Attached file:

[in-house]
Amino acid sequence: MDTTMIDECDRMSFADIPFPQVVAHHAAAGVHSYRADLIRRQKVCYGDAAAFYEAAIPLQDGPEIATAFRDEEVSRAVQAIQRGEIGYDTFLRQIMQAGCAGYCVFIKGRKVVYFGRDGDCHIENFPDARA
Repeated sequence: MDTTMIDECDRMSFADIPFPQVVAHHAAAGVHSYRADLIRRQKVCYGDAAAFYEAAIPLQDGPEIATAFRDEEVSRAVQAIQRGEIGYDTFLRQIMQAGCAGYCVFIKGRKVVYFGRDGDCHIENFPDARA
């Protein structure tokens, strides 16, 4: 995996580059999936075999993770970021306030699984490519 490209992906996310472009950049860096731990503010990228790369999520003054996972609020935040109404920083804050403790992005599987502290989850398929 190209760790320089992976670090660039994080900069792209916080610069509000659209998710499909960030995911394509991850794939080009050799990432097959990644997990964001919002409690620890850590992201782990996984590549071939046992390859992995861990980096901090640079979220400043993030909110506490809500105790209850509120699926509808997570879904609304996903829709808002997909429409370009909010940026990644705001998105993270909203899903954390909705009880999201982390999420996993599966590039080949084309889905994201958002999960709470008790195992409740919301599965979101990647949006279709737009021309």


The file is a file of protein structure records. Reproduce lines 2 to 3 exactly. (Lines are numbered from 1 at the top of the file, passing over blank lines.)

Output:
Amino acid sequence: MDTTMIDECDRMSFADIPFPQVVAHHAAAGVHSYRADLIRRQKVCYGDAAAFYEAAIPLQDGPEIATAFRDEEVSRAVQAIQRGEIGYDTFLRQIMQAGCAGYCVFIKGRKVVYFGRDGDCHIENFPDARA
Repeated sequence: MDTTMIDECDRMSFADIPFPQVVAHHAAAGVHSYRADLIRRQKVCYGDAAAFYEAAIPLQDGPEIATAFRDEEVSRAVQAIQRGEIGYDTFLRQIMQAGCAGYCVFIKGRKVVYFGRDGDCHIENFPDARA